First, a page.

The court decisions involving the Cherokee tribes are a good example of why the judiciary cannot enforce court decisions. The Cherokee had signed a treaty with the federal government in 1790 that recognized the tribe as a separate nation with separate laws. As our country began to expand, people viewed the Native Americans, including the Cherokee, as an obstacle to progress and expansion. In contradiction to the treaty, they wanted to move these tribes to lands west of the Mississippi River. These lands were considered wastelands and very unsuitable for living.
The State of Georgia refused to recognize the treaty the Cherokee had with the federal government. Georgia wanted to move the Cherokee to the lands west of the Mississippi River. The Cherokee sued in court. The Supreme Court ruled that Georgia couldn’t force the Cherokee to move since the treaty was valid. However, President Jackson refused to enforce the Supreme Court’s decision, and the Cherokee were forced to move. Jackson was known to have said that the Supreme Court should enforce its own decision because he wasn’t going to do so. Of course, the Supreme Court was not in a position to do this, as this was not part of their role.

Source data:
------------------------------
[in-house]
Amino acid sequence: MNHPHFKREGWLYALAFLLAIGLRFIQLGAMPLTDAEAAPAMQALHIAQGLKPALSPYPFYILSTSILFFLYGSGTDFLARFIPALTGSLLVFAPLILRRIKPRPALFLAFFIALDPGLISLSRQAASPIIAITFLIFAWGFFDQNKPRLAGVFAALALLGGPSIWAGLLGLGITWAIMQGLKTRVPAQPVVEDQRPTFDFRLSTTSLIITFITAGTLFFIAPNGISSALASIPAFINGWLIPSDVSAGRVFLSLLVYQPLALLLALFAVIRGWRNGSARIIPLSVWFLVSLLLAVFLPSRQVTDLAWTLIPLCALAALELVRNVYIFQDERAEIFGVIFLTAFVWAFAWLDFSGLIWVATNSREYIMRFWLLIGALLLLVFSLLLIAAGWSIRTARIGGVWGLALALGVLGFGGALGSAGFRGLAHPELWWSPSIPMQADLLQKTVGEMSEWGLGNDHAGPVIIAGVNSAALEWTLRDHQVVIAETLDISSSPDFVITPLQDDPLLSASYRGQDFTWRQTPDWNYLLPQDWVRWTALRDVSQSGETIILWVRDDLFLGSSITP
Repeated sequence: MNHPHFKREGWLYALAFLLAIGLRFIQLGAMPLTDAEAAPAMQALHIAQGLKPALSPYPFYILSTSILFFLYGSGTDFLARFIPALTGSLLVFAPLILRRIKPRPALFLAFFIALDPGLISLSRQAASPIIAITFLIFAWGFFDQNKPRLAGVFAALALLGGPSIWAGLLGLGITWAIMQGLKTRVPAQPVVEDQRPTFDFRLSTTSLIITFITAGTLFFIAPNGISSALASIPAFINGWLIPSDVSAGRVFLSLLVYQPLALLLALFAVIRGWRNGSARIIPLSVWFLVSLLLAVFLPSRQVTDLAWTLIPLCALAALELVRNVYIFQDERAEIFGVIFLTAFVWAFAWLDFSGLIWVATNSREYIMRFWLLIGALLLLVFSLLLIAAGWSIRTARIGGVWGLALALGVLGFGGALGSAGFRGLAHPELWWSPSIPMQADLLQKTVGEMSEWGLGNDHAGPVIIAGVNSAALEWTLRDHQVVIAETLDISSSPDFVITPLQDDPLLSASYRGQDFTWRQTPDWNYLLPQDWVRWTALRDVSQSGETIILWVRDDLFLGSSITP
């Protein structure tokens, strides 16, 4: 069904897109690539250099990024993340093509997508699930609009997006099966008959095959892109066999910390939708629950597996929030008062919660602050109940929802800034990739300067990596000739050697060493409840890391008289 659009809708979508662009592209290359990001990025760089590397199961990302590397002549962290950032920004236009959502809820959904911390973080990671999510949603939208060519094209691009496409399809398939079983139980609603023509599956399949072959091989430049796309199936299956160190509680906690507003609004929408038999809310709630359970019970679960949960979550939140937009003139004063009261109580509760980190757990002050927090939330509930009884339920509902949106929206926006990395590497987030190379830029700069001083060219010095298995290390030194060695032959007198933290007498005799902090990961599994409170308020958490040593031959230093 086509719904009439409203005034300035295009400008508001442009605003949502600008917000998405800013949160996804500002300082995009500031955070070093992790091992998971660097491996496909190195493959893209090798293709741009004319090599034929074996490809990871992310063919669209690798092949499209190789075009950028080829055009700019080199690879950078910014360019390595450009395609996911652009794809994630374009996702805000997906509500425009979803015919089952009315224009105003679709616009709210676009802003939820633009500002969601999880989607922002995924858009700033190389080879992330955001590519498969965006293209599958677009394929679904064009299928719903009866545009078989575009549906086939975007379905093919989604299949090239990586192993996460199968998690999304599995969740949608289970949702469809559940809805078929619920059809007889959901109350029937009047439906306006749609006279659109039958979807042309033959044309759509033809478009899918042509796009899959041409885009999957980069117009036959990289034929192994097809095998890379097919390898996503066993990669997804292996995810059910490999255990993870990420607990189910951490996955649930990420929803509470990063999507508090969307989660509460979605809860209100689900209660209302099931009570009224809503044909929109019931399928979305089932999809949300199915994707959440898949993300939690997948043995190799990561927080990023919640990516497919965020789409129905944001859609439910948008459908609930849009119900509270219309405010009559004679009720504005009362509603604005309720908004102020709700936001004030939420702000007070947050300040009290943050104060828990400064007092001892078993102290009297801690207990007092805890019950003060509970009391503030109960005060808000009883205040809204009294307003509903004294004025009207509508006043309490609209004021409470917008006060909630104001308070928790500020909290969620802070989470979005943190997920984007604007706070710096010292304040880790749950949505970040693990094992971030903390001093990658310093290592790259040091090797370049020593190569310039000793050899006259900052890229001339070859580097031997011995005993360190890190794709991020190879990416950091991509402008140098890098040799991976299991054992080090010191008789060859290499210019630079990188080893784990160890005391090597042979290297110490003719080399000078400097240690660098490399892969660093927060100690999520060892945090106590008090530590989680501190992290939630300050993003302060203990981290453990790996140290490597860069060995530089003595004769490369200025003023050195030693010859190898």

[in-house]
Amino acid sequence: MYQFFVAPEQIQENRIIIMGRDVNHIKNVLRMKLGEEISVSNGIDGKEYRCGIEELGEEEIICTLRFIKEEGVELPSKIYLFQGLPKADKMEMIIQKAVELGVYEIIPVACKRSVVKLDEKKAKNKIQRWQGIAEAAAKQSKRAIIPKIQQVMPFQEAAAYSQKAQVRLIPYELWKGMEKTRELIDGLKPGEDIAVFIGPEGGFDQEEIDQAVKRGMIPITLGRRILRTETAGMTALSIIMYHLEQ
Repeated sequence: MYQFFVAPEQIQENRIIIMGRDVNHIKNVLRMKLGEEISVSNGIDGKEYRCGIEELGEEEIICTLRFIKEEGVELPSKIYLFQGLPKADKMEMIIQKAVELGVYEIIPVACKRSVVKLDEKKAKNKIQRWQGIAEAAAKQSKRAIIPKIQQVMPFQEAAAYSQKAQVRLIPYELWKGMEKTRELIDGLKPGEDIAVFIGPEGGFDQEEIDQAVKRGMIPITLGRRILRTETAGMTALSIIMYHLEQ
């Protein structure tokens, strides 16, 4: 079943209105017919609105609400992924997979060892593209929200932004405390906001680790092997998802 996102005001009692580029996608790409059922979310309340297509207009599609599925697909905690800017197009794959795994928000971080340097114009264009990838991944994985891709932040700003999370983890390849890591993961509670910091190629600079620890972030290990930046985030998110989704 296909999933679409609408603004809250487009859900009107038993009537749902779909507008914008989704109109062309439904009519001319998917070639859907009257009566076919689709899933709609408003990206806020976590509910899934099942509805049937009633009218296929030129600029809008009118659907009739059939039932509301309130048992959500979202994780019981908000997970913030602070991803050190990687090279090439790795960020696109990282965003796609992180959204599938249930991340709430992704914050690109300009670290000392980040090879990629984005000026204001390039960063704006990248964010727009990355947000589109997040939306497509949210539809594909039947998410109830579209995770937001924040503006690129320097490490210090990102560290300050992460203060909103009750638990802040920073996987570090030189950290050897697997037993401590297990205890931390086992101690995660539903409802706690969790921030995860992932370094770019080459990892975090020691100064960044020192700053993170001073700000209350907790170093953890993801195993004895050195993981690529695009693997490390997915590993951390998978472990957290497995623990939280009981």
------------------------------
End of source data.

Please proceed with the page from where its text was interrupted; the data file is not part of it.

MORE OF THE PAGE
This case is a good example of how the courts aren’t able to enforce their decisions. The enforcement part falls to another branch of government, specifically the executive branch.